4. Improper Tech:
e-Commerce businesses face physical and digital order fulfillment challenges without the right technology in place. However, the right combination of order processing tools eliminates this issue. Implementing the right CRM and/or shopping cart for an online store is key. So is adding a third-party service to help alleviate chargebacks.
5. Poor customer satisfaction:
Do you have customer complaints because they were unaware of customs duties on the item you shipped to them? How about customers being unable to track their orders?
When the order fulfillment process does not work seamlessly, the result is unhappy customers. These buyers will then voice their unflattering reviews online. This negative press can cause you to lose business if your process is not improved. Additionally, this type of media could influence whether you get approved for your next high-risk merchant account.
What to do in the interim?
Most e-commerce businesses are not built like Amazon.com. They don’t construct physical warehouses to address logistical nightmares or negotiate domestic and international delivery. Consequently, most merchants simply partner with reputable order fulfillment companies that do most of the shipping work.
Of course, no amount of perfect order fulfillment will matter if you cannot secure the ability to accept credit cards (or ACH). A seasoned merchant services provider should know all the rules to connect you with the right payments for your online business. Further, ensure your payment processing provider can facilitate cross-border transactions. Not only will this improve your customer experience, but you’ll have better order fulfillment capabilities. This is especially important for high-risk merchants offering items like health supplements, high-end electronics, luxury jewelry, adult entertainment stores, or subscription boxes.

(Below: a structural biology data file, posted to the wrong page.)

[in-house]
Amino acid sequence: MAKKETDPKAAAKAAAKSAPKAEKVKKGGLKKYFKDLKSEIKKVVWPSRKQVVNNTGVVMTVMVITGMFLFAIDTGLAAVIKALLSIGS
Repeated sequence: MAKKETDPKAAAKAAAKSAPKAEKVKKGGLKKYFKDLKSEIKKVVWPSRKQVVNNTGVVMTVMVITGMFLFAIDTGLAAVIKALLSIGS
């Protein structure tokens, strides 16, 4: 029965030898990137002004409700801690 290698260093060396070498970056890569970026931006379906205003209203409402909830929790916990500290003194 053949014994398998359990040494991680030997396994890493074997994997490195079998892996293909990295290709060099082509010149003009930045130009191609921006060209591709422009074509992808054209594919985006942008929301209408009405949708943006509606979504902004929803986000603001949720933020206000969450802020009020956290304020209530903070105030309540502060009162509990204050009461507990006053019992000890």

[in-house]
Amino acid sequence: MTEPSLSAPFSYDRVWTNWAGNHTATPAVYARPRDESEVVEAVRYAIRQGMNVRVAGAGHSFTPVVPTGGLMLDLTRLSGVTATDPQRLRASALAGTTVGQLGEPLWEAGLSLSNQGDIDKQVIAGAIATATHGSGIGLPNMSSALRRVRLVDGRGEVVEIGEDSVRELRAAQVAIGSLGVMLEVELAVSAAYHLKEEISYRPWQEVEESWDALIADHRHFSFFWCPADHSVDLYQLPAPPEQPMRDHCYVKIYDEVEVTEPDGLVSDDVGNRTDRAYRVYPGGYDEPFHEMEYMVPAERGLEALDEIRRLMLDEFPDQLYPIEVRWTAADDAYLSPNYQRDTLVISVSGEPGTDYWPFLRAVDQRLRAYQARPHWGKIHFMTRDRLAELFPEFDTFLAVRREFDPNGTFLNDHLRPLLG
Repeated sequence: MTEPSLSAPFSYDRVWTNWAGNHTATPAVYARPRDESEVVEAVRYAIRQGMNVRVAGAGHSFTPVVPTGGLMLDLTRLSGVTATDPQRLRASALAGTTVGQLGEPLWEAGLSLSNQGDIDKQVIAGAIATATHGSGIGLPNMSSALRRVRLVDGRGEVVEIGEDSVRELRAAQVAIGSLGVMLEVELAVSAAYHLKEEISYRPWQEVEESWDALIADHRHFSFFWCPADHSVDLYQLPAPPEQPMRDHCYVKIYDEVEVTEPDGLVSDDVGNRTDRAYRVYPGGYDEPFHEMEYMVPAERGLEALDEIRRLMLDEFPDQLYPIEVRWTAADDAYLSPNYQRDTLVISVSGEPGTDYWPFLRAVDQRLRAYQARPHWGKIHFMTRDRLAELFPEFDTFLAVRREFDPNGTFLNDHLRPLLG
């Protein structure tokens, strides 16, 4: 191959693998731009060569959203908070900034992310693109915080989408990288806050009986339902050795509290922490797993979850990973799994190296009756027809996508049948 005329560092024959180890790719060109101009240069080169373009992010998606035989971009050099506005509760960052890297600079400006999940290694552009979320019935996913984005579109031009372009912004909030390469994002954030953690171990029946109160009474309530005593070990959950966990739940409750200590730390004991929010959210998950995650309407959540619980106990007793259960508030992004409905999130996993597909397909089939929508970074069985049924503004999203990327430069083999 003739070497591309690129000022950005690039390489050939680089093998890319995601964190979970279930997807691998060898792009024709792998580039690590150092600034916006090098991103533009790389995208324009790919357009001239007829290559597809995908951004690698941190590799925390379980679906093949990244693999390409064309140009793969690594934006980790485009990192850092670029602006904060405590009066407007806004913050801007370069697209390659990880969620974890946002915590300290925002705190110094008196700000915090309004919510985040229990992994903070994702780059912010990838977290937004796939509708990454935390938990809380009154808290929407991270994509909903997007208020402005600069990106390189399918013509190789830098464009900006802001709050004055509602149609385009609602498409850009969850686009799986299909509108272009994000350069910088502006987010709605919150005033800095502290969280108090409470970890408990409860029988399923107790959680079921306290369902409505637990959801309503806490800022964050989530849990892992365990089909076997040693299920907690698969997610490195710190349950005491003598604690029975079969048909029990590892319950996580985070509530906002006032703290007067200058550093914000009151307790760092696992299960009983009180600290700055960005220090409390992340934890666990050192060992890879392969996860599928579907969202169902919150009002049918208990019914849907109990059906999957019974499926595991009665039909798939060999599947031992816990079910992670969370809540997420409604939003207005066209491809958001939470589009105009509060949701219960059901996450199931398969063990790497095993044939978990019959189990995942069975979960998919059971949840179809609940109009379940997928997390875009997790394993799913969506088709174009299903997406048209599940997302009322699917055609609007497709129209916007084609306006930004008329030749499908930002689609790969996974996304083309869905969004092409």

So, what can you do until the WTO negotiations are complete and new rules in place? The following are a few recommendations to enhance your e-commerce capabilities with local and international order fulfillment.
Step 1. Establish overseas merchant accounts
To address the issue of low transaction approval, look into opening an offshore merchant account in targeted markets where you plan to take orders. This will increase transaction approval for orders from foreign regions. In addition, local transactions are typically less expensive to process than foreign ones.
Step 2: Get ironclad agreements
The new Davos negotiations will improve the acceptability of e-signature and e-contracts. This is good news for merchants that sell nutraceutical products or hold financial and entrepreneur workshops. In the interim, ensure that you keep both hard and electronic copies of agreements with your suppliers and customers. This includes signed contracts for licensing, product authenticity and fulfillment. This isn’t simply for merchants, it is a requirement from some banks when securing a merchant account.
Step 3. Tackle high chargebacks
Take steps to tackle high chargeback rates before it leads to the suspension or closure of your merchant account. Implementing a third-party application to monitor risky orders is a must. Also, use fraud-prevention features already embedded in your gateway, CRM and/or shopping cart.
Is your business ready to take advantage of the efficiencies to be provided with new digital trade rules? If you’re a seasoned high-risk company looking to expand your volume of international sales, then we should talk.
Let’s discuss the best options available for finding a payment solution tailor-made for your business. We’ll look at the countries in which you want to expand, and banks that offer multiple currencies to help you scale efficiently. Securing high-risk merchant accounts and ACH processing is our specialty. Our team can help you find the right provider to expand your business globally plus be a strategic guide for checkout page conversions, new product additions and pricing, so email us today!